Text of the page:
The position that dad held at Hughes was largely the result of the space race. The USAF and NASA requested proposals to develop polymeric materials which could char efficiently but still retain physical integrity. These government organizations anticipated developing spacecraft which could enter the earth’s atmosphere at high reentry temperatures and this required high-char plastics to maintain structural integrity. Dad was at Hughes and his team submitted a winning proposal. That led to a lifetime of these materials (and, frankly, the possibility for a space program from which vehicles and humans could safely return!).

Family Matters

That use of my father’s brain-power is what allowed him to purchase a home in the San Fernando Valley, to support the Jewish Community, to get us through our B’nai Mitzvah and weddings, and to send his electronic-musician / photographer / mediocre scholar son to CalArts – a world class private art institution while simultaneously helping my sister through UCSD. His work was for him and, as a teenager and young adult, it seemed like that was the end of the story. But, as a 60 year old who has been nowhere as successful as he, my “old curmudgeon” perspective is very different. I’m now 5 years older than dad was when he first retired and I’m not close. He had a whole second career ahead of him though.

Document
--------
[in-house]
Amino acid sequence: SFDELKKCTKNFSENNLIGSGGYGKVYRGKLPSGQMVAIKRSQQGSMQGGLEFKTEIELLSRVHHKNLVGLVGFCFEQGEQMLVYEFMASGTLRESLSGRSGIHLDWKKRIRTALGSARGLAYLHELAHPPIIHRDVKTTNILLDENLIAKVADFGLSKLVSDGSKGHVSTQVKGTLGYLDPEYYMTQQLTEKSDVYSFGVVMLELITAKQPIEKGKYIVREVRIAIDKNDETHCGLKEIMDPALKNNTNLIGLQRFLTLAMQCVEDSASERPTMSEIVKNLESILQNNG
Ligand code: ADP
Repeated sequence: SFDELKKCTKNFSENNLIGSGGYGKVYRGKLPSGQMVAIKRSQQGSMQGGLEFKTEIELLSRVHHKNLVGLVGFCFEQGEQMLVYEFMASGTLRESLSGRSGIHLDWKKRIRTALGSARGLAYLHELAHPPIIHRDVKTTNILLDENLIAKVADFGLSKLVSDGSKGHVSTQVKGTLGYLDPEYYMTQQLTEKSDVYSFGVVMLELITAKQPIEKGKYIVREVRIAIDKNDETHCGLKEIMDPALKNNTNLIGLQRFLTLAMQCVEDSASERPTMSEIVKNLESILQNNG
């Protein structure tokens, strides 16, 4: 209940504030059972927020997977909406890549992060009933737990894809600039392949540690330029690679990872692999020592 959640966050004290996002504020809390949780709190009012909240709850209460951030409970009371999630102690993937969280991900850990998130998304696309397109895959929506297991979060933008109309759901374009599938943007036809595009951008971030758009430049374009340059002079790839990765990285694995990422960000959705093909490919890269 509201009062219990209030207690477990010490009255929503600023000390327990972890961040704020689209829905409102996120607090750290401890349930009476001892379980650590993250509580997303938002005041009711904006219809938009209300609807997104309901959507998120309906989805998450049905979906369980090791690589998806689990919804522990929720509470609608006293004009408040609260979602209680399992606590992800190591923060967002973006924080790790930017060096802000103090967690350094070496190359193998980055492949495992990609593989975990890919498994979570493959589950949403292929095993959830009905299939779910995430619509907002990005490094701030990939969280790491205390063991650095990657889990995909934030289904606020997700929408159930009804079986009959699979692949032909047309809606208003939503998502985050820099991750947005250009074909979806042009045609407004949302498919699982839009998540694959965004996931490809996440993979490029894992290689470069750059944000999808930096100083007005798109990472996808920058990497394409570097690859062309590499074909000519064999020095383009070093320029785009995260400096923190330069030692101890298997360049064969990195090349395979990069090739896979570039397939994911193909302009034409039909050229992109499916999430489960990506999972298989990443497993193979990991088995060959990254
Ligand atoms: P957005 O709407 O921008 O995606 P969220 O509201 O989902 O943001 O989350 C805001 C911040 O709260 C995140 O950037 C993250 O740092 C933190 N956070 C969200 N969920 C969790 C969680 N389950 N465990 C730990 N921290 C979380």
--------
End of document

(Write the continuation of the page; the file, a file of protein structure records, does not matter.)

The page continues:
At 55, dad retired from Hughes and joined Furane Products Co. as director of R. & D. At Furane he got to experience what I experienced through my years at Grass Valley, corporate mergers and acquisitions. After a merger with Rohm & Haas, dad became manager of research, and, a couple of years later, Ciba-Geigy bought Furane so he ultimately retired again; this time from Ciba-Geigy. Of course, in the spirit of good old American M&A, the company was by now part of Novartis. At Furane dad dealt primarily with polyurethane foaming processes. This is a far cry from the space program but his work ultimately led to another amazing change in the world – an entirely new mattress market. From space to bed, that’s my dad!

In the Community